A notice of OpenGL’s deprecation in Apple’s documentation has game developers threatening to abandon the company’s platforms.
OpenGL has been a tried-and-trusted library for cross-platform game developers for decades. Up-and-coming APIs like Vulkan and Apple’s own Metal offer promising alternatives, but many projects still use OpenGL.
Dan Omachi, Software Engineer at Apple, explained during a session at WWDC that OpenGL was designed 25 years ago. 3D rendering has changed fundamentally since then, including things such as multithreaded operations and asynchronous processing.
While most platforms are supporting modern APIs such as Vulkan for cross-platform development, or DirectX 12 for Microsoft’s platforms, Apple decided it would create Metal to optimise for its platforms and processors.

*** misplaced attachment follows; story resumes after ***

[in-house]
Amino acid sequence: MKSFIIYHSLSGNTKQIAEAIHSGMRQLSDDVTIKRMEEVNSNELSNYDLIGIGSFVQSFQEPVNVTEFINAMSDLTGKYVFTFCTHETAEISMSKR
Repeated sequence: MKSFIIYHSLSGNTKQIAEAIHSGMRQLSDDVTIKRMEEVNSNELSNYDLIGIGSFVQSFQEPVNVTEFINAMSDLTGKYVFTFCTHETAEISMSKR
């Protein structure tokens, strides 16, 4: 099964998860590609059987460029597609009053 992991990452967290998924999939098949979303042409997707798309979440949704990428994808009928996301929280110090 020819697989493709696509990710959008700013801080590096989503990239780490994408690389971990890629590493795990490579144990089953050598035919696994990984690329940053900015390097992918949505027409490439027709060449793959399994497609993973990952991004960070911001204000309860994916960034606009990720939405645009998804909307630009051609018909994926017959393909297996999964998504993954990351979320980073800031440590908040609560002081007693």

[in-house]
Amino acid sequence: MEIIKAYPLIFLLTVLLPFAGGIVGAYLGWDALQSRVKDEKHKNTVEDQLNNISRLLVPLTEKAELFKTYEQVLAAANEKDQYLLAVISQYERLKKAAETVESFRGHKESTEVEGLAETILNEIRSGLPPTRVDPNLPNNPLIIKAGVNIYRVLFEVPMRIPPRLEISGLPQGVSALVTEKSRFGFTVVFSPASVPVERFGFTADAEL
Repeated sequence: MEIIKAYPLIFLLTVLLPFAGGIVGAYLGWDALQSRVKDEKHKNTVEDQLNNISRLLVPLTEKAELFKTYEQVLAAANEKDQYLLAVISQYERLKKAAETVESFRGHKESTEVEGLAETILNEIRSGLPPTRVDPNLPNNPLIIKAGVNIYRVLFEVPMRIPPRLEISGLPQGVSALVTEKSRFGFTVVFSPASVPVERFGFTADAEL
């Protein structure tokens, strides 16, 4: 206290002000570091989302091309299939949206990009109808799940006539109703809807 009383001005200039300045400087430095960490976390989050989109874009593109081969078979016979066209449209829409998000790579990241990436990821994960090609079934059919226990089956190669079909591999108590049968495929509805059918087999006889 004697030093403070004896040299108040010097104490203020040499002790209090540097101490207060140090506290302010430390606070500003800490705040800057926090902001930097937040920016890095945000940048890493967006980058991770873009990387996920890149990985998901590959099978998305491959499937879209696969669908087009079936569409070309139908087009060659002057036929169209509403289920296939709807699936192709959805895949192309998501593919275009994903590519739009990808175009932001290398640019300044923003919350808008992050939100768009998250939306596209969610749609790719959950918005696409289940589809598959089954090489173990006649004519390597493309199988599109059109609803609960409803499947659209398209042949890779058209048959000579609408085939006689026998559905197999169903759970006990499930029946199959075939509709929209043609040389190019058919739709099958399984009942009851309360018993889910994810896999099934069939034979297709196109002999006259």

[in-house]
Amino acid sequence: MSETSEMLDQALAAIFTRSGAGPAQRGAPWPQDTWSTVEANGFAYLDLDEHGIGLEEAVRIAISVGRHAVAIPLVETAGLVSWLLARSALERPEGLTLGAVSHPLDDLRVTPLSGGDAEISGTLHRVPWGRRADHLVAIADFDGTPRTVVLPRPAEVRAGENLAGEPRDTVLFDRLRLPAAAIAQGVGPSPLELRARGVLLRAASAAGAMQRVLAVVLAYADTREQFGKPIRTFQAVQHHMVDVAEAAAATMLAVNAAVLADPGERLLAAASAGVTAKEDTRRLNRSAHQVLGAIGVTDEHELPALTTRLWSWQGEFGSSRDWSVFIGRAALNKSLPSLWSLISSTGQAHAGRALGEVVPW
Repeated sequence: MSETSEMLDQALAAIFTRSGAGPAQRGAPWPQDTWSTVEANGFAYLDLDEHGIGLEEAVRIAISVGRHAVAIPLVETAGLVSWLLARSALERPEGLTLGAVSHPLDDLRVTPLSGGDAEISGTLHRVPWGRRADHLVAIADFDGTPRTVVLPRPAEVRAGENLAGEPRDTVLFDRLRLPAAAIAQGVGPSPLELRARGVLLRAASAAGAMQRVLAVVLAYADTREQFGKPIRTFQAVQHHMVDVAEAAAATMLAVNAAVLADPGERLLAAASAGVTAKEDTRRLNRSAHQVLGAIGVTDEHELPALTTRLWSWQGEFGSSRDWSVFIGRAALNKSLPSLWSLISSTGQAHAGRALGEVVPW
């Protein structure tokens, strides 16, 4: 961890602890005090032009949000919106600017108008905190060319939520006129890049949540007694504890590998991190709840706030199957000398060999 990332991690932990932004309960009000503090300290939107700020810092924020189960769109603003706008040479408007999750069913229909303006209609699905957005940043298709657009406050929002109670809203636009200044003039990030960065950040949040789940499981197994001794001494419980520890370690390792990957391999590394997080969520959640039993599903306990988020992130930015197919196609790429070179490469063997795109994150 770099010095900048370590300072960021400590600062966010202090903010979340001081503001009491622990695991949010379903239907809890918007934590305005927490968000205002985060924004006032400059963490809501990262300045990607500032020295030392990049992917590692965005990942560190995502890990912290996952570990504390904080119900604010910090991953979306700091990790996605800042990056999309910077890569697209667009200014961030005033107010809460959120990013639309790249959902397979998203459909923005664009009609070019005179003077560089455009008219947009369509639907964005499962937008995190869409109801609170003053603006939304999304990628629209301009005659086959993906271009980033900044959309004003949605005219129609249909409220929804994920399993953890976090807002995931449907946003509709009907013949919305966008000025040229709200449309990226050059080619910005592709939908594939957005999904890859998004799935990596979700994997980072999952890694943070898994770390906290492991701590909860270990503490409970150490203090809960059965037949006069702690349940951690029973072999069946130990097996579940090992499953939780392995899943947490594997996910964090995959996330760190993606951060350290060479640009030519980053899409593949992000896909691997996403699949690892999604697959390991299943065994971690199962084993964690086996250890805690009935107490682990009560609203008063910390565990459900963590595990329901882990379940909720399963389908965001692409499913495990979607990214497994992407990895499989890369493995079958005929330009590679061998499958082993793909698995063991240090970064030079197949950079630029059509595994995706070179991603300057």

Few can argue against Metal’s creation — it’s a fantastic, well-optimised API offering great performance — but it’s clear many developers feel it was too early to deprecate OpenGL.
OpenGL’s deprecation means it will remain in each of Apple’s operating systems for now, but it will no longer be updated. At some point, it will be removed – but Apple is yet to provide a date. The company recommends all new games are built using Metal.
Metal is supported by popular third-party engines such as Unreal, Unity, and Lumberyard. It is also supported by Apple’s own frameworks like SpriteKit, SceneKit, and Core Image.
Game developers looking to switch from OpenGL to Metal are well supported, but it will undoubtedly have a big knock on PC-to-Mac game ports.
What are your thoughts on Apple’s decision to deprecate OpenGL? Let us know in the comments.
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